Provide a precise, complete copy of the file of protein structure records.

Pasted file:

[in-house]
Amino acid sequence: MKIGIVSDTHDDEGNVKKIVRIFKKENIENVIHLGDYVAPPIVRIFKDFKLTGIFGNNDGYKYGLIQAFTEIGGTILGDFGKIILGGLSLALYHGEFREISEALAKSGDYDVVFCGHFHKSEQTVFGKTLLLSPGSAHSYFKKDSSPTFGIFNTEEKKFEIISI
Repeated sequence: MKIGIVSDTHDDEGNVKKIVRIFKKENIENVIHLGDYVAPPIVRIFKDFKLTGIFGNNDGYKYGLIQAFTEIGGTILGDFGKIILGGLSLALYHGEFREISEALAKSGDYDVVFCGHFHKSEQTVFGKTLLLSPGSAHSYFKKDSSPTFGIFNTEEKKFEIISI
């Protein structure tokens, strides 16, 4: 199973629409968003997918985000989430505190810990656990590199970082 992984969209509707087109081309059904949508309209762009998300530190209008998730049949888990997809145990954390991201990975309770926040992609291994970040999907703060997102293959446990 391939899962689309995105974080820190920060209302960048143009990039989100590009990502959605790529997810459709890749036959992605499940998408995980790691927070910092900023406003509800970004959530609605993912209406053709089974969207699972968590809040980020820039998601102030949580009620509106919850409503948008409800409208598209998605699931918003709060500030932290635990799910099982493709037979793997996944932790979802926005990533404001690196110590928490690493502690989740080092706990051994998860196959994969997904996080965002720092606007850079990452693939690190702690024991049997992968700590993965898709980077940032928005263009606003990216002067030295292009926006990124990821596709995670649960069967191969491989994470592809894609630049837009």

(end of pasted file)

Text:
[in-house]
Amino acid sequence: MKIGIVSDTHDDEGNVKKIVRIFKKENIENVIHLGDYVAPPIVRIFKDFKLTGIFGNNDGYKYGLIQAFTEIGGTILGDFGKIILGGLSLALYHGEFREISEALAKSGDYDVVFCGHFHKSEQTVFGKTLLLSPGSAHSYFKKDSSPTFGIFNTEEKKFEIISI
Repeated sequence: MKIGIVSDTHDDEGNVKKIVRIFKKENIENVIHLGDYVAPPIVRIFKDFKLTGIFGNNDGYKYGLIQAFTEIGGTILGDFGKIILGGLSLALYHGEFREISEALAKSGDYDVVFCGHFHKSEQTVFGKTLLLSPGSAHSYFKKDSSPTFGIFNTEEKKFEIISI
């Protein structure tokens, strides 16, 4: 199973629409968003997918985000989430505190810990656990590199970082 992984969209509707087109081309059904949508309209762009998300530190209008998730049949888990997809145990954390991201990975309770926040992609291994970040999907703060997102293959446990 391939899962689309995105974080820190920060209302960048143009990039989100590009990502959605790529997810459709890749036959992605499940998408995980790691927070910092900023406003509800970004959530609605993912209406053709089974969207699972968590809040980020820039998601102030949580009620509106919850409503948008409800409208598209998605699931918003709060500030932290635990799910099982493709037979793997996944932790979802926005990533404001690196110590928490690493502690989740080092706990051994998860196959994969997904996080965002720092606007850079990452693939690190702690024991049997992968700590993965898709980077940032928005263009606003990216002067030295292009926006990124990821596709995670649960069967191969491989994470592809894609630049837009």